vector


vector
vectorial /vek tawr"ee euhl, -tohr"-/, adj.vectorially, adv.
/vek"teuhr/, n.
1. Math.
a. a quantity possessing both magnitude and direction, represented by an arrow the direction of which indicates the direction of the quantity and the length of which is proportional to the magnitude. Cf. scalar (def. 4).
b. such a quantity with the additional requirement that such quantities obey the parallelogram law of addition.
c. such a quantity with the additional requirement that such quantities are to transform in a particular way under changes of the coordinate system.
d. any generalization of the above quantities.
2. the direction or course followed by an airplane, missile, or the like.
3. Biol.
a. an insect or other organism that transmits a pathogenic fungus, virus, bacterium, etc.
b. any agent that acts as a carrier or transporter, as a virus or plasmid that conveys a genetically engineered DNA segment into a host cell.
4. Computers. an array of data ordered such that individual items can be located with a single index or subscript.
v.t.
5. Aeron. to guide (an aircraft) in flight by issuing appropriate headings.
6. Aerospace. to change direction of (the thrust of a jet or rocket engine) in order to steer the craft.
[1695-1705; < L: one that conveys, equiv. to vec-, var. s. of vehere to carry + -tor -TOR]

* * *

In mathematics, a quantity characterized by magnitude and direction.

Some physical and geometric quantities, called scalars, can be fully defined by a single number specifying their magnitude in suitable units of measure (e.g., mass in grams, temperature in degrees, time in seconds). Quantities like velocity, force, and displacement must be specified by a magnitude and a direction. These are vectors. A vector quantity can be visualized as an arrow drawn in a specific direction, whose length is equal to the magnitude of the quantity represented. A two-dimensional vector is specified by two coordinates, a three-dimensional vector by three coordinates, and so on. Vector analysis is a branch of mathematics that explores the utility of this type of representation and defines the ways such quantities may be combined. See also vector operations.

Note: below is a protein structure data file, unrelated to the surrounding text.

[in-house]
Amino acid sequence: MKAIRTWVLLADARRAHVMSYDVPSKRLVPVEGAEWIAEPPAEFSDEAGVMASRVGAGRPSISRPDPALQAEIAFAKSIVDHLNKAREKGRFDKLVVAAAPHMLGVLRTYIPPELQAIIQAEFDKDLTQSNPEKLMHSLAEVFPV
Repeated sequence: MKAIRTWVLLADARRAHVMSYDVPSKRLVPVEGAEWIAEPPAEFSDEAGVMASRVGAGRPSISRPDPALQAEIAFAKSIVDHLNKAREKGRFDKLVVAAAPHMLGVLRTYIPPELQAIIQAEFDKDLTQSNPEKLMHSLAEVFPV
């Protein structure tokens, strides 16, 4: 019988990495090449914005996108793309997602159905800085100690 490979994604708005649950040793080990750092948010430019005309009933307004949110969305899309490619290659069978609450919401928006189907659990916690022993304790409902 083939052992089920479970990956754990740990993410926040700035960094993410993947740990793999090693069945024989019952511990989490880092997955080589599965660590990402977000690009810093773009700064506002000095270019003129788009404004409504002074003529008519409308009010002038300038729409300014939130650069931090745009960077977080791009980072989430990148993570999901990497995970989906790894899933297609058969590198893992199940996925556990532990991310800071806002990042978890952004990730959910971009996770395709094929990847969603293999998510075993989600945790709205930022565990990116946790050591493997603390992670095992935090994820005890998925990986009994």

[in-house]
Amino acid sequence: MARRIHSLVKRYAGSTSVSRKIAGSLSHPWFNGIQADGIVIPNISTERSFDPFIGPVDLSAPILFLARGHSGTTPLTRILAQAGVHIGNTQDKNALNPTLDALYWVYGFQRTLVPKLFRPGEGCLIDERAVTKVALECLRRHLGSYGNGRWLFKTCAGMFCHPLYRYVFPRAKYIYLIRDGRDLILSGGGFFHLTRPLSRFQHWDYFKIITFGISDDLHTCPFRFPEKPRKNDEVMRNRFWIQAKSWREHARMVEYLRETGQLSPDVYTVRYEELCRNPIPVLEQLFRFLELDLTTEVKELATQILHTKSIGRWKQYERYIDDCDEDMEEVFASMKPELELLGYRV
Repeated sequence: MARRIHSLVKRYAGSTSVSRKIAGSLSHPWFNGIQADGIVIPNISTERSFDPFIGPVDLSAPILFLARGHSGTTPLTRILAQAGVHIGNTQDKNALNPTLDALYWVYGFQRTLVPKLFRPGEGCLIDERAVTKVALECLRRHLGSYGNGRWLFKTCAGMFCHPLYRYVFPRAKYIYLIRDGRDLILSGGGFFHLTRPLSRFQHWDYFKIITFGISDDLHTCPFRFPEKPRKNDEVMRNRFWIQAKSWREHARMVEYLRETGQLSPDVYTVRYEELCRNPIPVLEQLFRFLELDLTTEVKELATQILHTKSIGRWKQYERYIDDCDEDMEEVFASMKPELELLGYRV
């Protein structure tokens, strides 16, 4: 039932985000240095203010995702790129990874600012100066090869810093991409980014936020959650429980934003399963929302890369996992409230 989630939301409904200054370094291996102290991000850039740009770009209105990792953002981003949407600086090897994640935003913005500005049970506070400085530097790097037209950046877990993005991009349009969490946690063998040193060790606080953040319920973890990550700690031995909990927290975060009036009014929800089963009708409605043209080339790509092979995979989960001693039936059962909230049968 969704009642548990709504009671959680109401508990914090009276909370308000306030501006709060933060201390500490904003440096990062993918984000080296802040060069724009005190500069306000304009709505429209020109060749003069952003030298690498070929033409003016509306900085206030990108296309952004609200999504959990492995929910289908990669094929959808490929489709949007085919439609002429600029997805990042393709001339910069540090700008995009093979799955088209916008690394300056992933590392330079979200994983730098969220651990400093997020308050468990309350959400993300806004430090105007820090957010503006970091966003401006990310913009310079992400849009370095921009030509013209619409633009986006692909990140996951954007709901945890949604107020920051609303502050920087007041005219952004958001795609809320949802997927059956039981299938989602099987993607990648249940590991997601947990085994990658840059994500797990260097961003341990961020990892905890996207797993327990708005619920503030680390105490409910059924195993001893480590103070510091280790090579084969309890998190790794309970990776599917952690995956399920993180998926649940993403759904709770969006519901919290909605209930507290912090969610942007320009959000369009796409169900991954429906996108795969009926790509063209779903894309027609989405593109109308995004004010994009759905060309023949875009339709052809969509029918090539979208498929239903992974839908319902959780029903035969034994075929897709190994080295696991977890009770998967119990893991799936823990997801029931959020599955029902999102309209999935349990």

* * *

      in mathematics, a quantity that has both magnitude and direction but not position. Examples of such quantities are velocity and acceleration. In their modern form, vectors appeared late in the 19th century when Josiah Willard Gibbs (Gibbs, J Willard) and Oliver Heaviside (Heaviside, Oliver) (of the United States and Britain, respectively) independently developed vector analysis to express the new laws of electromagnetism discovered by the Scottish physicist James Clerk Maxwell (Maxwell, James Clerk). Since that time, vectors have become essential in physics, mechanics, electrical engineering, and other sciences to describe forces mathematically.

      Vectors may be visualized as directed line segments whose lengths are their magnitudes. Since only the magnitude and direction of a vector matter, any directed segment may be replaced by one of the same length and direction but beginning at another point, such as the origin of a coordinate system. Vectors are usually indicated by a boldface letter, such as v. A vector's magnitude, or length, is indicated by |v|, or v, which represents a one-dimensional quantity (such as an ordinary number) known as a scalar. Multiplying a vector by a scalar changes the vector's length but not its direction, except that multiplying by a negative number will reverse the direction of the vector's arrow. For example, multiplying a vector by 1/2 will result in a vector half as long in the same direction, while multiplying a vector by −2 will result in a vector twice as long but pointed in the opposite direction.